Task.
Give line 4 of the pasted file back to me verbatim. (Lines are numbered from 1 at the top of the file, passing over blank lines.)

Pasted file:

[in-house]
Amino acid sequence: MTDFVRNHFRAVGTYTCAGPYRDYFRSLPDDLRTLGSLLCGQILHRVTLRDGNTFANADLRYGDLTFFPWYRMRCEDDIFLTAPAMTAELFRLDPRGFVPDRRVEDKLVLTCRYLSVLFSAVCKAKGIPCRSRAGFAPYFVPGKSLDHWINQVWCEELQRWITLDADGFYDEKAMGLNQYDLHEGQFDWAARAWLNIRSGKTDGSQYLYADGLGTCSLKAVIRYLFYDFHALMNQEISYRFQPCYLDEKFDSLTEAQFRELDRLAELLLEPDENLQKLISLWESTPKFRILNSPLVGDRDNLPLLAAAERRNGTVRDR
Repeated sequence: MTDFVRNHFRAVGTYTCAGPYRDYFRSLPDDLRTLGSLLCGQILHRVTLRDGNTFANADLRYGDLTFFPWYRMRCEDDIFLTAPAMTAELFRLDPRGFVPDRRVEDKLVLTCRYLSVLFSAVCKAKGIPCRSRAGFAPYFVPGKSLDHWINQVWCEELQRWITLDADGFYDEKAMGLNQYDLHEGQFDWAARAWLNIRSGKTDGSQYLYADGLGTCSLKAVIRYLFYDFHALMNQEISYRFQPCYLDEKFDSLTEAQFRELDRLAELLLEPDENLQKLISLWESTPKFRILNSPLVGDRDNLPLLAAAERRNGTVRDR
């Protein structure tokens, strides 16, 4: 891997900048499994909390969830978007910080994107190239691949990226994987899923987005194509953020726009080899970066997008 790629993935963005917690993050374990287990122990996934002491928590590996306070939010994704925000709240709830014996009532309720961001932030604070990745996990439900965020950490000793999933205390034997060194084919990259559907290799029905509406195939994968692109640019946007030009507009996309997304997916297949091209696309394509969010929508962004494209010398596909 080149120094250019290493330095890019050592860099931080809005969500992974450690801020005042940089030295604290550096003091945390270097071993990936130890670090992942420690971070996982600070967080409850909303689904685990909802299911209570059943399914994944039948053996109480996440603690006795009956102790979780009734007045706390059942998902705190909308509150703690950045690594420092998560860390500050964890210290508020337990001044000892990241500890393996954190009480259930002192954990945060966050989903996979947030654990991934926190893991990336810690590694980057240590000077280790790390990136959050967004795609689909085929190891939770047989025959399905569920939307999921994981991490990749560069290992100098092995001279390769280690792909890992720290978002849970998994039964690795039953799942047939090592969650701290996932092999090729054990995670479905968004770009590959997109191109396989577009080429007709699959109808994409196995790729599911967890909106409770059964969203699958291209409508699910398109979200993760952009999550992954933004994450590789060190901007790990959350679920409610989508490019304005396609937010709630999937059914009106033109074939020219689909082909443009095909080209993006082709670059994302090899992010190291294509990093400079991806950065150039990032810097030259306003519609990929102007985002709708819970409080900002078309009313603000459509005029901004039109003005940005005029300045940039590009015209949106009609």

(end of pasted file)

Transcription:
């Protein structure tokens, strides 16, 4: 891997900048499994909390969830978007910080994107190239691949990226994987899923987005194509953020726009080899970066997008 790629993935963005917690993050374990287990122990996934002491928590590996306070939010994704925000709240709830014996009532309720961001932030604070990745996990439900965020950490000793999933205390034997060194084919990259559907290799029905509406195939994968692109640019946007030009507009996309997304997916297949091209696309394509969010929508962004494209010398596909 080149120094250019290493330095890019050592860099931080809005969500992974450690801020005042940089030295604290550096003091945390270097071993990936130890670090992942420690971070996982600070967080409850909303689904685990909802299911209570059943399914994944039948053996109480996440603690006795009956102790979780009734007045706390059942998902705190909308509150703690950045690594420092998560860390500050964890210290508020337990001044000892990241500890393996954190009480259930002192954990945060966050989903996979947030654990991934926190893991990336810690590694980057240590000077280790790390990136959050967004795609689909085929190891939770047989025959399905569920939307999921994981991490990749560069290992100098092995001279390769280690792909890992720290978002849970998994039964690795039953799942047939090592969650701290996932092999090729054990995670479905968004770009590959997109191109396989577009080429007709699959109808994409196995790729599911967890909106409770059964969203699958291209409508699910398109979200993760952009999550992954933004994450590789060190901007790990959350679920409610989508490019304005396609937010709630999937059914009106033109074939020219689909082909443009095909080209993006082709670059994302090899992010190291294509990093400079991806950065150039990032810097030259306003519609990929102007985002709708819970409080900002078309009313603000459509005029901004039109003005940005005029300045940039590009015209949106009609």